Brum, Ignacio-Espinosa, Roux et al.
Global patterns and ecological drivers of ocean viral communities
Viruses have major impacts on Earth’s ecosystem processes through their modulation of population size, diversity, metabolic outputs, and gene flow of the most dominant organisms on Earth – microbes. In this study, the researchers establish the first global, quantitative dataset of marine viral community genomics and morphology from 43 Tara Oceans expedition samples to investigate upper-ocean marine viral community patterns and structure.
Analysis of global viral gene content through the use of protein cluster (PC) cataloging suggested that pelagic upper-ocean viral community sequence space is now well-sampled and approaches a limit of ca. 1 million PCs. Furthermore the most abundant and widespread viral populations observed in the samples lack cultured representatives, which suggests that most upper ocean viruses remain to be characterized.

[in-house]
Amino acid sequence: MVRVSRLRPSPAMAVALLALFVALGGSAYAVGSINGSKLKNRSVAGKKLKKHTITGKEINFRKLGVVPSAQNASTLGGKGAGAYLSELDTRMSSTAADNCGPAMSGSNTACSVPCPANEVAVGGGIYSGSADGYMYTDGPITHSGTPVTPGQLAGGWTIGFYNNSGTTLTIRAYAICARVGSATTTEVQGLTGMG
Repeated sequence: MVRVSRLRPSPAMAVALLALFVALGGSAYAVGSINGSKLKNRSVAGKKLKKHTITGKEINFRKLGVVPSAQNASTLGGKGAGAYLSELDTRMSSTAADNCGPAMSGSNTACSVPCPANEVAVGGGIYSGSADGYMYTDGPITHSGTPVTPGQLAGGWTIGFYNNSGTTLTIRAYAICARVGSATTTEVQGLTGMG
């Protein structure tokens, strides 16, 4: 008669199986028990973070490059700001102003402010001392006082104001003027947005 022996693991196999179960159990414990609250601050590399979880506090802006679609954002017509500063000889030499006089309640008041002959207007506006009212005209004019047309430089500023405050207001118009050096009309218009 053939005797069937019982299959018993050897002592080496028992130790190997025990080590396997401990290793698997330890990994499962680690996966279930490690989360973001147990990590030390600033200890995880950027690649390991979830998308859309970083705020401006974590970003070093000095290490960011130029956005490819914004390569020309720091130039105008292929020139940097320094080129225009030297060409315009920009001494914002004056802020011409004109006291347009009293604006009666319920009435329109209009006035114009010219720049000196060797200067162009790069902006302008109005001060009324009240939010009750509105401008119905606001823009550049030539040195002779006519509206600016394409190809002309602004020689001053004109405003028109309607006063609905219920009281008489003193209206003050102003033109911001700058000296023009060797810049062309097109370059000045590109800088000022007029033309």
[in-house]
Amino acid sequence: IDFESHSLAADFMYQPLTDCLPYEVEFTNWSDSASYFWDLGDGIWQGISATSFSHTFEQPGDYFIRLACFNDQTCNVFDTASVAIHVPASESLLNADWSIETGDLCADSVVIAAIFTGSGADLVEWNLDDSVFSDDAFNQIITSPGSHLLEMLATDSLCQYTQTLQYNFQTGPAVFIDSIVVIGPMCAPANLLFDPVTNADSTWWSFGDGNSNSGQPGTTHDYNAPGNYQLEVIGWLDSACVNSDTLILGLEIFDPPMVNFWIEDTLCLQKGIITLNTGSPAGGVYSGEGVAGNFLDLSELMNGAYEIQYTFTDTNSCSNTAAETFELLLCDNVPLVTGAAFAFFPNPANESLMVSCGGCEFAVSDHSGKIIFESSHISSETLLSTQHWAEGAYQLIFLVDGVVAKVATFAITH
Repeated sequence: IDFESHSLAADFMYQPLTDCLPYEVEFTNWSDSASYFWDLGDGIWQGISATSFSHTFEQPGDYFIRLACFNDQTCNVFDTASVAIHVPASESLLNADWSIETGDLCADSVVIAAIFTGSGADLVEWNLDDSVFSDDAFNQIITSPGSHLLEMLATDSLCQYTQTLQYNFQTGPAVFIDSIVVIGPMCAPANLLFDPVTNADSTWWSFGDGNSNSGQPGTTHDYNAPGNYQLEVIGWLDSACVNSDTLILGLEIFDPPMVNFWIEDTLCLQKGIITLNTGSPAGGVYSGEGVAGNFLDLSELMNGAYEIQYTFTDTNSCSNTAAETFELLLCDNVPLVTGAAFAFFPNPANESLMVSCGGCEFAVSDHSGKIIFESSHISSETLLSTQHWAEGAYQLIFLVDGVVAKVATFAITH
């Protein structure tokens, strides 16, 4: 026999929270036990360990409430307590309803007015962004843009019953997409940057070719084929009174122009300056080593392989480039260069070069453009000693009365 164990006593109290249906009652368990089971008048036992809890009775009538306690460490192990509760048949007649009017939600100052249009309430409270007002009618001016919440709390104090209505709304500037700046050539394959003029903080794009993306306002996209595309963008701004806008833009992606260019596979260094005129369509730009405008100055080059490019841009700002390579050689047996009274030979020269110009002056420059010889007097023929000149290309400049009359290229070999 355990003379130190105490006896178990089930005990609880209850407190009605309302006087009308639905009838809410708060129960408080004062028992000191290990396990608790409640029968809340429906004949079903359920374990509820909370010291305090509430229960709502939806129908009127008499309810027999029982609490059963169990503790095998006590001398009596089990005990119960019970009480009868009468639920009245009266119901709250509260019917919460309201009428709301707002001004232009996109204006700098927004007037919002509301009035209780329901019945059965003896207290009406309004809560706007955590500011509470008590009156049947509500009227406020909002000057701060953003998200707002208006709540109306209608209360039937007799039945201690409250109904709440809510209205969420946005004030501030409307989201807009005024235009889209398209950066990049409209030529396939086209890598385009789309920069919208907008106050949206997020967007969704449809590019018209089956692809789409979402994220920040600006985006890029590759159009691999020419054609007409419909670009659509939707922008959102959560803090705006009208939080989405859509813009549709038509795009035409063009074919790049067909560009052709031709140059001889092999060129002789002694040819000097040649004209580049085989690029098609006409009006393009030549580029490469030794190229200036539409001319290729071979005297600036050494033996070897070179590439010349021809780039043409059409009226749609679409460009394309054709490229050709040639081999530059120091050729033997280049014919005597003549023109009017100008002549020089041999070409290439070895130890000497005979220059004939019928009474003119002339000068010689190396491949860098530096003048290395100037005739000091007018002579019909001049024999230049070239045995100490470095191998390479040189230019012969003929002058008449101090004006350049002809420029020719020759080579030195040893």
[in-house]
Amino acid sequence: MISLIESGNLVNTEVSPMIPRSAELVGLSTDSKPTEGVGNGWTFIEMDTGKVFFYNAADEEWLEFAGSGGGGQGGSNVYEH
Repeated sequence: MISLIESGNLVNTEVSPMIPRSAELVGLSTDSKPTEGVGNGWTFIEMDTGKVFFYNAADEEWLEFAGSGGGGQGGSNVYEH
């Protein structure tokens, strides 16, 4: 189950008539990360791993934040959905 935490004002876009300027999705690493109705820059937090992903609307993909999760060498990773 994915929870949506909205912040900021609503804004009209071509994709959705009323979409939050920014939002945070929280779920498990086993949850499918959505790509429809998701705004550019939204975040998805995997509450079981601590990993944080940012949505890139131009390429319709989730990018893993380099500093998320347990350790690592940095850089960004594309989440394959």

This global-scale analysis of multiple parameters of marine viral communities (PCs, populations, and morphology) revealed biogeographic patterns that support a long-posited ‘seed-bank’ hypothesis whereby viral communities are passively transported on oceanic currents and structured by local environmental conditions such as temperature and oxygen concentration. Together these investigations explain how oceanic viral communities maintain high local diversity that is consistent with limited global diversity.
This study provides a picture of global upper-ocean viral communities. Improving sequencing and experimental methods are transforming the investigation of viruses in nature. Those progresses, coupled to sampling opportunities from the Tara Oceans voyage, are advancing viral ecology towards the quantitative science needed to model the nano- (viruses) and micro- (microbes) scale entities driving Earth’s ecosystems.
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